The availability of cybersecurity skillsets will remain central to attracting Foreign Direct Investment and developing indigenous businesses capable of developing and growing in our borderless digital economy. The capability of entrepreneurs and SMEs across all sectors of the economy to exploit digital technologies needs to be fully developed and nurtured. In order to equip the current coterie of young people, as well as future generations, for the jobs of the future, it will be necessary to liaise and work closely with the second and third level education sectors with a view to guiding the research agenda within the University sector.
One of the systemic issues at the heart of the cybersecurity skills shortage is generally the lack of young people entering the profession and more specifically the gender imbalance in the sector; it is crucial that a career in cybersecurity should be seen by girls in school and college as a viable and rewarding career choice. The challenge is to get young people to test their cybersecurity skills, participate in cyber competitions or even just meeting and talking to cyber practitioners. Active promotion of STEM subjects in schools and public private partnership schemes to involve the digital industry in the promotion of these subjects at an early stage of the educational process could play a central role in increasing the uptake of these subjects in secondary school.
While the Cyber and Digital jobs market is evolving, there are still basic skill sets that underpin all aspects of this sector and these will be as essential as they always have been. This means that we need Computer Science Graduates, Engineering and Information Technology graduates, and graduates in Science and Mathematics also. However, the focus must remain on creating highly skilled cybersecurity specialists and continuing to work with the education sector to develop and enhance the courses provided at third level so that they deliver a steady supply of work-ready graduates with relevant qualifications and skills. Continuous Professional Development is also critical in the field of cybersecurity due to the rapidly evolving nature of the technology.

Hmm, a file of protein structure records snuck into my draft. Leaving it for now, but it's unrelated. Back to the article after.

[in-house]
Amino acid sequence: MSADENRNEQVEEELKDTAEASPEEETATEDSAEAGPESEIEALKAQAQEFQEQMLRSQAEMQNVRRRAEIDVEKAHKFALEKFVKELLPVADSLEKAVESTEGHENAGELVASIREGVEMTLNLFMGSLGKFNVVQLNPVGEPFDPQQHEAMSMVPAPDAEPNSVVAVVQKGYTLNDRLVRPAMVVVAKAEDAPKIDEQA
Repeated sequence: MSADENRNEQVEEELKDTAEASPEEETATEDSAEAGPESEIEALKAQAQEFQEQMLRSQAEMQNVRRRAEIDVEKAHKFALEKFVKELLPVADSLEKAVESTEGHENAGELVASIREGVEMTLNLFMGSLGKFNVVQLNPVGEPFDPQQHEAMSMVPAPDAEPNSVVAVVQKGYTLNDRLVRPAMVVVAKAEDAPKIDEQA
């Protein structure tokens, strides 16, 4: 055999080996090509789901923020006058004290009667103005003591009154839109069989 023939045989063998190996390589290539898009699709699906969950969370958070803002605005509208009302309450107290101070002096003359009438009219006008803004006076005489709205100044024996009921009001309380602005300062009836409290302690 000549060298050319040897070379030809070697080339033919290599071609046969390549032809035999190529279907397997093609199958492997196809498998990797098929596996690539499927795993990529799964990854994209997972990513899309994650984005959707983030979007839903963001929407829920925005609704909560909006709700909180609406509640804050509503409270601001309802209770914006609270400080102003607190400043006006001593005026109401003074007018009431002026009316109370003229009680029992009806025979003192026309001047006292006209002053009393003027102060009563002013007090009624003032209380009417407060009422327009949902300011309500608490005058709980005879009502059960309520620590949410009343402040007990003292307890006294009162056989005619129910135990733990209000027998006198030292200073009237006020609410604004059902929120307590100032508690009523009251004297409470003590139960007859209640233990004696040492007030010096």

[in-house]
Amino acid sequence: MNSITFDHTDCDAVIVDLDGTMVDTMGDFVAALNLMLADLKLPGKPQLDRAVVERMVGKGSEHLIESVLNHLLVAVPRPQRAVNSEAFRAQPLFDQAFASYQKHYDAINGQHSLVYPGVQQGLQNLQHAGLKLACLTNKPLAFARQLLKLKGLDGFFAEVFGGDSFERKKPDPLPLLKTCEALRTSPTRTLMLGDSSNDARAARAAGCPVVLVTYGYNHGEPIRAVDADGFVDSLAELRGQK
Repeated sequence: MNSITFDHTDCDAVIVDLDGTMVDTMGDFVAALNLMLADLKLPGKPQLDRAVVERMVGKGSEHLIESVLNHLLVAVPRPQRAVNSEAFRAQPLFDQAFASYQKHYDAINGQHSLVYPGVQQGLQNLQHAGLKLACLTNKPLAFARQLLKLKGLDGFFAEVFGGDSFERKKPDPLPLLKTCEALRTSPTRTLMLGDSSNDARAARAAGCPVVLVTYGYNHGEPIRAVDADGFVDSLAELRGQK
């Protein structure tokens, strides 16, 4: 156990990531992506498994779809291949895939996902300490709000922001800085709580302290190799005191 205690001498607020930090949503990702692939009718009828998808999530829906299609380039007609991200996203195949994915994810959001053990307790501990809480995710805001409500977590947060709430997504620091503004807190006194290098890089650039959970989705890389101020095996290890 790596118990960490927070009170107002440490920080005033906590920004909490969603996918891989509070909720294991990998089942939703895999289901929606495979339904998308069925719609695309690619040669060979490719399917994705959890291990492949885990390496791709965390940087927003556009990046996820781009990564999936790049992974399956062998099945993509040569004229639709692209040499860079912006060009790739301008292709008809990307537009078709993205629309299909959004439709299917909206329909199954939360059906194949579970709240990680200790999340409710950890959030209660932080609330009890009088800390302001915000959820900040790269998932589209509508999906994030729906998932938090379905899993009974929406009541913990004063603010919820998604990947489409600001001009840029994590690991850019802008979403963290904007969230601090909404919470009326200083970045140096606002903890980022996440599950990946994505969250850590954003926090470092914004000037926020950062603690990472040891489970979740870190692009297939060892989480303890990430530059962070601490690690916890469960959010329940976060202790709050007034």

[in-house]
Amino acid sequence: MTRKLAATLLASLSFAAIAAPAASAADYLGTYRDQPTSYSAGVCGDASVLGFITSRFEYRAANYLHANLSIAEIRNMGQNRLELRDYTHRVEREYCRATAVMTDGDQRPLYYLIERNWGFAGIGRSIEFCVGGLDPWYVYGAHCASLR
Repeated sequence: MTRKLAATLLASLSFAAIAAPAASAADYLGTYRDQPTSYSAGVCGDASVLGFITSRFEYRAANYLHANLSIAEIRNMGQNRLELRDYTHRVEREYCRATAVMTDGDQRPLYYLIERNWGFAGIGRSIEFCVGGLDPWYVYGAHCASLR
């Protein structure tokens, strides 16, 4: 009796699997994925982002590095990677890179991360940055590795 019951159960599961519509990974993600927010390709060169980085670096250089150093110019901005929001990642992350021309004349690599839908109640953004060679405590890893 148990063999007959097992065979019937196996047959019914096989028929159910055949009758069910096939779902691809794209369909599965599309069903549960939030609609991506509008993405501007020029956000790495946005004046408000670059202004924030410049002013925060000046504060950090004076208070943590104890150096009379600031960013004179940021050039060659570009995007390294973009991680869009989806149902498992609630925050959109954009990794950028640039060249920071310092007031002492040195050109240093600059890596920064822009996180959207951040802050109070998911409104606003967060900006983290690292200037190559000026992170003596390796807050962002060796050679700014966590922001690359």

While cybersecurity is a specialised job role in its own right, it should also be seen as a discipline within the wider ICT sector and it is important to develop programmes to identify people with ICT skills who are not currently working in cybersecurity roles and provide specialised training. Cybersecurity should no longer be seen only as a technical function but as a core business need. It is true to say that while most organisations understand the importance of cybersecurity, less of them understand how to effectively meet the challenges it presents and also how to cope with the rapid pace of technological change.
The ICT sector is a priority strategic sector for Ireland, and cybersecurity is central to its growth and development. Future productivity and a more general national competitive and economic advantage will develop from areas such as Cloud Technology, the Internet of Things and Artificial Intelligence. The digital economy has the potential to yield positive and competitive economic benefits, and the continuing digitisation of the economy in Ireland will be dependent on the development of new technologies and the availability of relevant cybersecurity skills.
A new National Cyber Security Strategy will be published in early 2019 and Consultation with all relevant stakeholders will take place in order to inform the Strategy and ensure that awareness and best practice in cybersecurity and cyber hygiene are to the forefront of our thinking, and that the competitive economic advantage that Ireland has in relation to the digital economy can be further developed and defended.